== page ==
Adding a learning management system to a school’s existing ed-tech inventory involves many difficult decisions.

When choosing an LMS, make sure you choose the five or 10 things that are the most important to you and focus on those, rather than coming up with an extensive list with hundreds of requirements, suggests Phill Miller, vice president of product strategy for Moodlerooms.

“Once you focus on those things that are really important to you, then ask, ‘Is it easy to use, easy to train my faculty?’” Miller says.

Another key aspect to consider when implementing an LMS is to have a “champion” at the school or district who can take ownership of the project. This is different from a project manager who would manage the implementation. Rather, a champion would be someone who “holds the banner up, who says we want to get our courses online, we want to better communicate with parents. The champion helps the project be successful, because it gives the project a purpose and helps move things forward,” Miller explains. “That is critical to success.”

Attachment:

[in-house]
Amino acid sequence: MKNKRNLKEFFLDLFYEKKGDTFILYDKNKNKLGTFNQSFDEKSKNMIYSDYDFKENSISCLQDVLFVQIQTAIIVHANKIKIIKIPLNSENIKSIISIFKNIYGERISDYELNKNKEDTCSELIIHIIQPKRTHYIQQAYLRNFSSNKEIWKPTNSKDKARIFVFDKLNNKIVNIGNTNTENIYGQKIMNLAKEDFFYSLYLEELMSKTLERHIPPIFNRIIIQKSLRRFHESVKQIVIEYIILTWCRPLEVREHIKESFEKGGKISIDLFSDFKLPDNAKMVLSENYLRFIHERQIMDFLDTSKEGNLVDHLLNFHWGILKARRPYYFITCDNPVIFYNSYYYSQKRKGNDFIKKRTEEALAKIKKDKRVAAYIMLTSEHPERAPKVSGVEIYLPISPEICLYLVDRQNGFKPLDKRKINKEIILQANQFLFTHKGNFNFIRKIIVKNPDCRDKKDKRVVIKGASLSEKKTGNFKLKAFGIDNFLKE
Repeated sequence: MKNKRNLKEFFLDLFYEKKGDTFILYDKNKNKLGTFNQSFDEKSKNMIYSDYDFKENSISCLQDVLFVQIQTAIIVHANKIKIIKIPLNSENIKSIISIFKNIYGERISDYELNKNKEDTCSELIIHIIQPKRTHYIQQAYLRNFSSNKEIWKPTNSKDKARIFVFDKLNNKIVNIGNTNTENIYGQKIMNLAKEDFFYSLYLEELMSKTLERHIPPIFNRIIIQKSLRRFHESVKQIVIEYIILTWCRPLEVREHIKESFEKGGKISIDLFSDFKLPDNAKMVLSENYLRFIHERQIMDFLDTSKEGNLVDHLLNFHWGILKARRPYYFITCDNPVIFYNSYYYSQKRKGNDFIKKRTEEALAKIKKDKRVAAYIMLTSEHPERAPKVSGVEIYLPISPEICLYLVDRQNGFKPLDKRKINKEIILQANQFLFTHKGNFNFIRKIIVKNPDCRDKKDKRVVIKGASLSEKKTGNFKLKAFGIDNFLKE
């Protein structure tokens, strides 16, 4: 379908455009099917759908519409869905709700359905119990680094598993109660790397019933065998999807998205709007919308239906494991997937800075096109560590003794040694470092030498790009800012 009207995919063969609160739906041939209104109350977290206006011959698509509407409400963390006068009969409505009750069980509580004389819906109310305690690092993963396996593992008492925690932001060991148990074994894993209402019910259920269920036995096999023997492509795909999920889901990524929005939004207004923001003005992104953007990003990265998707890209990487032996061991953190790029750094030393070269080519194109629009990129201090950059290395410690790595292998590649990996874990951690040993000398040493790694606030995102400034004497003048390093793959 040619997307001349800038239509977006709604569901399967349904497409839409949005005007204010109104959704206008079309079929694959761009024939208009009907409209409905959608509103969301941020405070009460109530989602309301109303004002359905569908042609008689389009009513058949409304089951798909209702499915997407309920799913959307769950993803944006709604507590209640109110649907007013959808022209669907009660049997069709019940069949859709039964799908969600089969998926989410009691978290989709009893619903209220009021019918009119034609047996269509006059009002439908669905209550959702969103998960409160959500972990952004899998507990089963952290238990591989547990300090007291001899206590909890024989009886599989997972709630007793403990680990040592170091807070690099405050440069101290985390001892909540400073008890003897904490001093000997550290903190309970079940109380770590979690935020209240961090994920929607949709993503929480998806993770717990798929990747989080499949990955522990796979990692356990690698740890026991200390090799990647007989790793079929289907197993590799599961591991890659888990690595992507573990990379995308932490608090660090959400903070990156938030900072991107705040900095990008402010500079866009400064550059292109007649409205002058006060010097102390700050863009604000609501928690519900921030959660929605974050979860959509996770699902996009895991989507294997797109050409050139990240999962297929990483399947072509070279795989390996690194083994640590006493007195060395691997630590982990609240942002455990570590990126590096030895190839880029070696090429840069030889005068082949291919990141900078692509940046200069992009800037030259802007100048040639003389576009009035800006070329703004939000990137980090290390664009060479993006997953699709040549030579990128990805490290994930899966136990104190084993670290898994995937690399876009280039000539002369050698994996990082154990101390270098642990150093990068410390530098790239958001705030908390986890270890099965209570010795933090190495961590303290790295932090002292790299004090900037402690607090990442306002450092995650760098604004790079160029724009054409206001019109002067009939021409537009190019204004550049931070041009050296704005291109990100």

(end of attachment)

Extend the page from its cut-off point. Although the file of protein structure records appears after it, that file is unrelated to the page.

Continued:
Tara Thompson, former technology training and development coordinator for the Creative Visions Teaching Academy at Minnesota’s Houston Public Schools, agreed that having a champion is a key to a successful implementation.

“I would suggest getting early stakeholder buy-in,” she says. “[We had] a leadership team that said, ‘Yes, we need to do this,’ and we just started telling people, ‘This is coming, this is how it’s going to work.’ It could have been a much better implementation if we got teachers, students, and community members involved and understanding why we needed an LMS.”

Thompson added that having such buy-in wouldn’t have changed what software they chose, “but there would have been less questioning, less pushback, and we would have gotten further, faster,” she says.